When Death Comes
When death comes
like the hungry bear in autumn
when death comes and takes all the bright coins from his purse
to buy me, and snaps his purse shut;
when death comes
like the measle-pox;
when death comes
like an iceberg between the shoulder blades,
I want to step through the door full of curiosity, wondering;
what is it going to be like, that cottage of darkness?
And therefore I look upon everything
as a brotherhood and a sisterhood,
and I look upon time as no more than an idea,
and I consider eternity as another possibility,
and I think of each life as a flower, as common
as a field daisy, and as singular,
and each name a comfortable music in the mouth
tending as all music does, toward silence,
and each body a lion of courage, and something
precious to the earth.
When it’s over, I want to say: all my life
I was a bride married to amazement.
I was a bridegroom, taking the world into my arms.
When it’s over, I don’t want to wonder
if I have made of my life something particular, and real.
I don’t want to find myself sighing and frightened
or full of argument.
I don’t want to end up simply having visited this world.
by Mary Oliver
Oh my… death will come “like a hungry bear in autumn!” Imagine that! Why is it that many of us try to keep this reality at bay or even deny it? Last week my “Conscious Aging” group gathered to talk about our views and feelings about death and dying. A rich conversation ensued that led us to a place of deep appreciation for this life we are living moment to moment, day to day for not one of us wanted to end up “simply having visited this world.”
Weaving her magic, Mary Oliver declares that while here let’s “be like a bride married to amazement” and “take the world in our arms as a bridegroom,” treasuring each life, feeling our connection with all that is…”a brotherhood and a sisterhood” yet each “body a lion of courage and precious to the earth.”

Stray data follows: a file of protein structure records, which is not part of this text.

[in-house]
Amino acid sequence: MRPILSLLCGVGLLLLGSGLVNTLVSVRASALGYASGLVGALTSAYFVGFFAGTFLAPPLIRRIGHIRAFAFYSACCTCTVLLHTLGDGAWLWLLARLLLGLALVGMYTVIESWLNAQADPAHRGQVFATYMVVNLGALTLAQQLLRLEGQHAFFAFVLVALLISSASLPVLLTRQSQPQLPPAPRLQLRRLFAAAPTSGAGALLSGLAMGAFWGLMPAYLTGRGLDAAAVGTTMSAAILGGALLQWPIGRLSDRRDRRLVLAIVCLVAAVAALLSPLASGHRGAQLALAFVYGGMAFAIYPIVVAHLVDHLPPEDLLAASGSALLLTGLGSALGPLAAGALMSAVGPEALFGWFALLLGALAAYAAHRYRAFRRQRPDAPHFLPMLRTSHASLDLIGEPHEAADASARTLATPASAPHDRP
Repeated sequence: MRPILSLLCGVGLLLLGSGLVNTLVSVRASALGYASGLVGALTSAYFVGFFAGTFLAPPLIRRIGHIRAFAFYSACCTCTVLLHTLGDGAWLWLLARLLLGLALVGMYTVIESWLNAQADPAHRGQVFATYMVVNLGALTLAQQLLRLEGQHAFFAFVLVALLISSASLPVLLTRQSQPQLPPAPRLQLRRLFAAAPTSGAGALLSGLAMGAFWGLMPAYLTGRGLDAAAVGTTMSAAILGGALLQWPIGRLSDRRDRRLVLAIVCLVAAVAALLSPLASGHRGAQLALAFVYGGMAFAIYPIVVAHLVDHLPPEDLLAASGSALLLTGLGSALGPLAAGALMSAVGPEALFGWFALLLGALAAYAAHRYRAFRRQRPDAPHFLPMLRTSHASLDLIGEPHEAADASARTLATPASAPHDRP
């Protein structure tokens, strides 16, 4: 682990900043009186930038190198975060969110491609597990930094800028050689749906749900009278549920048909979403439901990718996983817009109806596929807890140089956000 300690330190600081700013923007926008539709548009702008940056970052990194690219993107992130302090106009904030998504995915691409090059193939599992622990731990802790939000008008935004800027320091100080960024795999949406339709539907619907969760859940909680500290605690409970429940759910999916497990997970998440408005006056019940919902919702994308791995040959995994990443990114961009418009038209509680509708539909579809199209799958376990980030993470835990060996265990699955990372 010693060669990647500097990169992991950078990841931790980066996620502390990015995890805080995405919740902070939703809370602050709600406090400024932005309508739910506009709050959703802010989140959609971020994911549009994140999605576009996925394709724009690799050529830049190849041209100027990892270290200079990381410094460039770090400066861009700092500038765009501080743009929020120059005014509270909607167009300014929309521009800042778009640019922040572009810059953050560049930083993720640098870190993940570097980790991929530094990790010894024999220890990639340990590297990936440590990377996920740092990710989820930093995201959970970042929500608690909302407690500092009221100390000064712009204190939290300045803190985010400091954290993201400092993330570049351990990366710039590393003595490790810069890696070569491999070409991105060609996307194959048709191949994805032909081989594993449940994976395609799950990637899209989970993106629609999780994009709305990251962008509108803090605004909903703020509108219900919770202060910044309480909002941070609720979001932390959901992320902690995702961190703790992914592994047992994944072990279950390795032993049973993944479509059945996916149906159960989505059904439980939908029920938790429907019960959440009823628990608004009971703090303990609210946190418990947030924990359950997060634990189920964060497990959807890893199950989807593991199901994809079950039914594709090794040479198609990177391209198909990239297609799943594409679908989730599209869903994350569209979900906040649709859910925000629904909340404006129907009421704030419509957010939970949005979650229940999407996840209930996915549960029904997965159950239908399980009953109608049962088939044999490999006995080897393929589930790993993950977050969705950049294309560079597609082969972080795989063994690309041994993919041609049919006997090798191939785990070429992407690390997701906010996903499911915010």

In other words, “live like you are dying” as Tim McGraw, country music star, implores us in this hit song:
Live Like You Are Dying
He said I was in my early forties
With a lot of life before me
When a moment came that stopped me on a dime
I spent most of the next days, looking at the x-rays
Talking bout the options and talking bout sweet time.
I asked him when it sank in
That this might really be the real end
How’s it hit ‘cha when you get that kind of news?
Man, what’d ya do?
And he said
I went skydiving
I went rocky mountain climbing
I went two point seven seconds on a bull named Fu Man Chu
And I loved deeper
And I spoke sweeter
And I gave forgiveness I’d been denyin’
And he said, Someday I hope you get the chance
To live like you were dyin’
He said, I was finally the husband
That most the time I wasn’t
And I became a friend, a friend would like to have
And all of a sudden goin’ fishin’
Wasn’t such an imposition
And I went three times that year I lost my dad
Well I, I finally read the good book
And I took a good long hard look
At what I’d do if I could do it all again.